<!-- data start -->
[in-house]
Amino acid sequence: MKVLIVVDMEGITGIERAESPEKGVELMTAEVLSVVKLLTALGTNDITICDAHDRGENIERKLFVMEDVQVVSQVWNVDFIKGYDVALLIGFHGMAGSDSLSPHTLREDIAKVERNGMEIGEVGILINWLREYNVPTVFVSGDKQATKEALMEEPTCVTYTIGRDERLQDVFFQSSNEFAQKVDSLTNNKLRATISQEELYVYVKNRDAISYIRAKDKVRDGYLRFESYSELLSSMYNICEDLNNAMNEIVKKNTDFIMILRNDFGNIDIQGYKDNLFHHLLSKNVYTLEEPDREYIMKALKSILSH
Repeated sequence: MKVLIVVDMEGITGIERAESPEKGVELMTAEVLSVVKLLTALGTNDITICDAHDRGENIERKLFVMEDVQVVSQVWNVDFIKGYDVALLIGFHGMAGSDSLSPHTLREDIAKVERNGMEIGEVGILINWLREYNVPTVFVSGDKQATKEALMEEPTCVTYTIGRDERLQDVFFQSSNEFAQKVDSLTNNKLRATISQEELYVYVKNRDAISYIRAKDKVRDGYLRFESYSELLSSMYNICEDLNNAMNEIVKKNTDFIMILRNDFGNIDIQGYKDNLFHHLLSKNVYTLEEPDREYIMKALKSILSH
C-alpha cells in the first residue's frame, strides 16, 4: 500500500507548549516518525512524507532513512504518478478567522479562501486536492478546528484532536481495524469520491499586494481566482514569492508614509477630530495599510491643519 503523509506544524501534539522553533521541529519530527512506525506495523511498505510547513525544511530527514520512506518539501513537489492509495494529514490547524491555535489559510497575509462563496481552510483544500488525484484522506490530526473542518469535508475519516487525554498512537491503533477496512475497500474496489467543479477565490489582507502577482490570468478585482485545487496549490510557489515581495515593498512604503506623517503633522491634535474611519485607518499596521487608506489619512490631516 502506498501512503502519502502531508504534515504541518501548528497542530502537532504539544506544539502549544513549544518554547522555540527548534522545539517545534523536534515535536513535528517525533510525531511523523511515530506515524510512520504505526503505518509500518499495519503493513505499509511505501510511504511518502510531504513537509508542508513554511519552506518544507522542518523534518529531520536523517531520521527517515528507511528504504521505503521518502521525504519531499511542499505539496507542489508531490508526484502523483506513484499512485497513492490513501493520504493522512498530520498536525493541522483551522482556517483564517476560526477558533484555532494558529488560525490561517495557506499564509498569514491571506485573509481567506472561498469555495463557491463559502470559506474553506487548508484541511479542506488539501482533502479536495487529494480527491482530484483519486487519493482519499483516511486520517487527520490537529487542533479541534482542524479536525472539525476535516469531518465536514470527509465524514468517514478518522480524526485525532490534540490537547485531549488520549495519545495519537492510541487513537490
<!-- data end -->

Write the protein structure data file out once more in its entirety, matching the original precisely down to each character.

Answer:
[in-house]
Amino acid sequence: MKVLIVVDMEGITGIERAESPEKGVELMTAEVLSVVKLLTALGTNDITICDAHDRGENIERKLFVMEDVQVVSQVWNVDFIKGYDVALLIGFHGMAGSDSLSPHTLREDIAKVERNGMEIGEVGILINWLREYNVPTVFVSGDKQATKEALMEEPTCVTYTIGRDERLQDVFFQSSNEFAQKVDSLTNNKLRATISQEELYVYVKNRDAISYIRAKDKVRDGYLRFESYSELLSSMYNICEDLNNAMNEIVKKNTDFIMILRNDFGNIDIQGYKDNLFHHLLSKNVYTLEEPDREYIMKALKSILSH
Repeated sequence: MKVLIVVDMEGITGIERAESPEKGVELMTAEVLSVVKLLTALGTNDITICDAHDRGENIERKLFVMEDVQVVSQVWNVDFIKGYDVALLIGFHGMAGSDSLSPHTLREDIAKVERNGMEIGEVGILINWLREYNVPTVFVSGDKQATKEALMEEPTCVTYTIGRDERLQDVFFQSSNEFAQKVDSLTNNKLRATISQEELYVYVKNRDAISYIRAKDKVRDGYLRFESYSELLSSMYNICEDLNNAMNEIVKKNTDFIMILRNDFGNIDIQGYKDNLFHHLLSKNVYTLEEPDREYIMKALKSILSH
C-alpha cells in the first residue's frame, strides 16, 4: 500500500507548549516518525512524507532513512504518478478567522479562501486536492478546528484532536481495524469520491499586494481566482514569492508614509477630530495599510491643519 503523509506544524501534539522553533521541529519530527512506525506495523511498505510547513525544511530527514520512506518539501513537489492509495494529514490547524491555535489559510497575509462563496481552510483544500488525484484522506490530526473542518469535508475519516487525554498512537491503533477496512475497500474496489467543479477565490489582507502577482490570468478585482485545487496549490510557489515581495515593498512604503506623517503633522491634535474611519485607518499596521487608506489619512490631516 502506498501512503502519502502531508504534515504541518501548528497542530502537532504539544506544539502549544513549544518554547522555540527548534522545539517545534523536534515535536513535528517525533510525531511523523511515530506515524510512520504505526503505518509500518499495519503493513505499509511505501510511504511518502510531504513537509508542508513554511519552506518544507522542518523534518529531520536523517531520521527517515528507511528504504521505503521518502521525504519531499511542499505539496507542489508531490508526484502523483506513484499512485497513492490513501493520504493522512498530520498536525493541522483551522482556517483564517476560526477558533484555532494558529488560525490561517495557506499564509498569514491571506485573509481567506472561498469555495463557491463559502470559506474553506487548508484541511479542506488539501482533502479536495487529494480527491482530484483519486487519493482519499483516511486520517487527520490537529487542533479541534482542524479536525472539525476535516469531518465536514470527509465524514468517514478518522480524526485525532490534540490537547485531549488520549495519545495519537492510541487513537490